There is a difference between repulsing an invasion or two and long term stalemate, or even gaining the strategic upperhand against the Tang. While Silla was able to gain the Korean peninsula, it took advantage of Tang wars against the Tibetans in the west (where most Tang forces were deployed), the threat Tang posed to Silla's existence was never eliminated and adopting a rival state protocol is openly challenging Tang power. It's the modern equivalent of not recognizing a state in the UN as legitimate; there can be no normal diplomacy after that.
 
Jul 2019
28
Victoria
Goguryeo or Silla were only able to "match" the Tang in a defensive war and never posed a strategic threat the way the Tibetan or Uighur empires did. I don't know what you mean by diplomatic in nature. Vassal state protocol is the standard diplomatic protocol of the Tang Empire. Rival state protocol of equality is what the Tang considered abnormal (in fact equality is what is considered abnormal in the Confucian international order, for there can only be one legitimate suzerain under heaven). Silla never challenged Tang suzerainty even during its war against the Tang. The Tibetans tried to use rival state protocol with the Tang in the 710s and the Tang went to war with them over it, resulting in the Tibetans reverting back to a more subservient protocol in letters of the 720s (even though its not technically a vassal). Only after Anlushan's rebellion in 755 did the Tang start using a more equal protocol with Uighurs and Tibetans, and later with Nanzhao too. The only state which the Tang accepted as a rival state prior to 755 was the early Eastern Turuks before 627.
Whats up with the quotations on match? Was Goguryeo not a threat to China at the time of Emperor Taizong? Did Goguryeo and Silla not both meet their objectives in the war? Why on earth would they invade Korea if it wasn't a threat? The Korean administration was already plotting with the Turkics starting the Sui war which allowed them to cross largely unhindered whilst the Sui were dedicated in pacifying the east. It's not as Tibetans and Uighur themselves alone went on a great offensive defeating Chinese armies. I can understand if you are implying the 8th century states have a greater offensive capabilities then the Korean states but the original comment was me asking what the Uighurs did differently to treat the Chinese not how they prepared an army which all nations did.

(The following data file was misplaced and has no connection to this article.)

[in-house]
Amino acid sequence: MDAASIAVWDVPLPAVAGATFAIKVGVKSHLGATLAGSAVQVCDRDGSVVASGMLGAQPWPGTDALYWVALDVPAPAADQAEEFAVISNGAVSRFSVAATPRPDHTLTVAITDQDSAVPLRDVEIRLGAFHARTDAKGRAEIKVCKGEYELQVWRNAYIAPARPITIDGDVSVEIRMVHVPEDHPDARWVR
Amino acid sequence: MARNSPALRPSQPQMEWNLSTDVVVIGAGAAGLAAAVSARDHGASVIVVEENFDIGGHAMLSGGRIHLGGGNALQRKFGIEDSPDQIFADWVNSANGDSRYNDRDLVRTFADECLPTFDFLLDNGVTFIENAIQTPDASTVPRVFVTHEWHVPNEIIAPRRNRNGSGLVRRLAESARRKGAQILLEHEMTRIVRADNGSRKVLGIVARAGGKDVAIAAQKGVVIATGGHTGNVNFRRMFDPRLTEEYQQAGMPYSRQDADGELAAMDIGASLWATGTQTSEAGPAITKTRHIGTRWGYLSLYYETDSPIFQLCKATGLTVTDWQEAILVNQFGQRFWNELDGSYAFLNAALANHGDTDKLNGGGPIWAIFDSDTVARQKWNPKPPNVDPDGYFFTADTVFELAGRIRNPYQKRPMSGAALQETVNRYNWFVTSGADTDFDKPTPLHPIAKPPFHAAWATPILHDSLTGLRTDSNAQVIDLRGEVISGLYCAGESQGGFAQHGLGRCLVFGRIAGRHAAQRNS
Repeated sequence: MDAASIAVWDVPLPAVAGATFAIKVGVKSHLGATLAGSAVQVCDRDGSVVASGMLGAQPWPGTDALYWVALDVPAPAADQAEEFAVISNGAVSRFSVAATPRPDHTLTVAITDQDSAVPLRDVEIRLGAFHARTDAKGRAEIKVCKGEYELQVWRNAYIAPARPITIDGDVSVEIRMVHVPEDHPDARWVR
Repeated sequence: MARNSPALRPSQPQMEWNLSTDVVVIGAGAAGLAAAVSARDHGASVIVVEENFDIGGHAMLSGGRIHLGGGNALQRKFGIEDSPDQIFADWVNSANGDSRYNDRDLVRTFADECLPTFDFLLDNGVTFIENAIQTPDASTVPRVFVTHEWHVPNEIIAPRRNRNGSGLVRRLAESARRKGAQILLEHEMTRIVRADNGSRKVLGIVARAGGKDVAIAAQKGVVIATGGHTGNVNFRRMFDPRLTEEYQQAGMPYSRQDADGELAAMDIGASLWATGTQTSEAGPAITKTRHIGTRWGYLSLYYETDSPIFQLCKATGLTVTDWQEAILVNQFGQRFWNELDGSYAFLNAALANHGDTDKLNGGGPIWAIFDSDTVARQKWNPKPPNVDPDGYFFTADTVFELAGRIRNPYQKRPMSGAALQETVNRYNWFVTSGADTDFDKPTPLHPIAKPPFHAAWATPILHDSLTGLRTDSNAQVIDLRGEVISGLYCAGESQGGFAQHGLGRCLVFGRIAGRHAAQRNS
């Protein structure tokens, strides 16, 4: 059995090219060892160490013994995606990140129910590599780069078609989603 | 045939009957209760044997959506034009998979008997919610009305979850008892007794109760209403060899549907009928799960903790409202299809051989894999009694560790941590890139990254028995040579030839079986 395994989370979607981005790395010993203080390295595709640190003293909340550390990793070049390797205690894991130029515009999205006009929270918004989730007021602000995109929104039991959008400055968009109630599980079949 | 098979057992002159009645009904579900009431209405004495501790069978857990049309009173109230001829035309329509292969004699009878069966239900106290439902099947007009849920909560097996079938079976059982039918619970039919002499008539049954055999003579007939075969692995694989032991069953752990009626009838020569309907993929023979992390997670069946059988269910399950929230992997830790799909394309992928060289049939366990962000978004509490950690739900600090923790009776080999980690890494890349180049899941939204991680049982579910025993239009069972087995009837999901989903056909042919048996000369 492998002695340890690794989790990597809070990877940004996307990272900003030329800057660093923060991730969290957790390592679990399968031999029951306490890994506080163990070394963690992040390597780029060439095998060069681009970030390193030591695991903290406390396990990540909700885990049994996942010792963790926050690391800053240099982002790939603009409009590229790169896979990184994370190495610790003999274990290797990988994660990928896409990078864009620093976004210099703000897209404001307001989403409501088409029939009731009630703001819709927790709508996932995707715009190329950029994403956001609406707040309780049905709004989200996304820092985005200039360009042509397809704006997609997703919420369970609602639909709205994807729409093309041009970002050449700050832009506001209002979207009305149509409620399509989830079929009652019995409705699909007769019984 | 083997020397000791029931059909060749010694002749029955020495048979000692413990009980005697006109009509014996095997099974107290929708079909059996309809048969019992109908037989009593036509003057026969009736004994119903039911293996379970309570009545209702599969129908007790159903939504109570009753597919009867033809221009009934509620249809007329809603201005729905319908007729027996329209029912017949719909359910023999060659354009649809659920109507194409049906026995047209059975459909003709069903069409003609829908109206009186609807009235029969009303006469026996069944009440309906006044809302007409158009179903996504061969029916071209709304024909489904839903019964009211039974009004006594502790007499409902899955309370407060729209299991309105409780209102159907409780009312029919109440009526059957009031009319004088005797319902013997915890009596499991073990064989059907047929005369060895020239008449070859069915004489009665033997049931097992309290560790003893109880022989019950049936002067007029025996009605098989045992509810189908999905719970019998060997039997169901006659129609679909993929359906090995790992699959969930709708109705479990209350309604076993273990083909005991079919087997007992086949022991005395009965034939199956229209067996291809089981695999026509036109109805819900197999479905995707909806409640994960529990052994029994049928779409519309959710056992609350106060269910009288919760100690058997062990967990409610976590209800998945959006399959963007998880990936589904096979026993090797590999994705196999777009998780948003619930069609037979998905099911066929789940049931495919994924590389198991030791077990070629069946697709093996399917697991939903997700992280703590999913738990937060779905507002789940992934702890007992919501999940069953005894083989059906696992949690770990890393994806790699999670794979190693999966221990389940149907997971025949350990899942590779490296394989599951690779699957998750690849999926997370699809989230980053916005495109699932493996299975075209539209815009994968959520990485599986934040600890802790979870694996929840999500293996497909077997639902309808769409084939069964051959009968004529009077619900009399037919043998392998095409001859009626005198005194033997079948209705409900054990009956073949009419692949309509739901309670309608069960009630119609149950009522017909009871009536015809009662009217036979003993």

Furthermore you provided the answer contextualising the diplomatic situation of the 8th even after stating that you were confused by my query which was what i asked in the first place.
 
Jul 2019
28
Victoria
There is a difference between repulsing an invasion or two and long term stalemate, or even gaining the strategic upperhand against the Tang. While Silla was able to gain the Korean peninsula, it took advantage of Tang wars against the Tibetans in the west (where most Tang forces were deployed), the threat Tang posed to Silla's existence was never eliminated and adopting a rival state protocol is openly challenging Tang power. It's the modern equivalent of not recognizing a state in the UN as legitimate; there can be no normal diplomacy after that.
Alright this is what i wanted to know thank you. There is almost no english information regarding the Tibetians and Uighurs that i can get hold of so it was my incentive to ask. So both the Tibetans and Uighur threatened Tang without the need of a coalition? Silla also had the help of rebellions in the protectorates in the east asides from the Tibet-Tang conflicts just to add, and i think that would have created a greater disadvantage.
 

heavenlykaghan

Ad Honorem
Mar 2012
4,486
Whats up with the quotations on match? Was Goguryeo not a threat to China at the time of Emperor Taizong? Did Goguryeo and Silla not both meet their objectives in the war? Why on earth would they invade Korea if it wasn't a threat? The Korean administration was already plotting with the Turkics starting the Sui war which allowed them to cross largely unhindered whilst the Sui were dedicated in pacifying the east.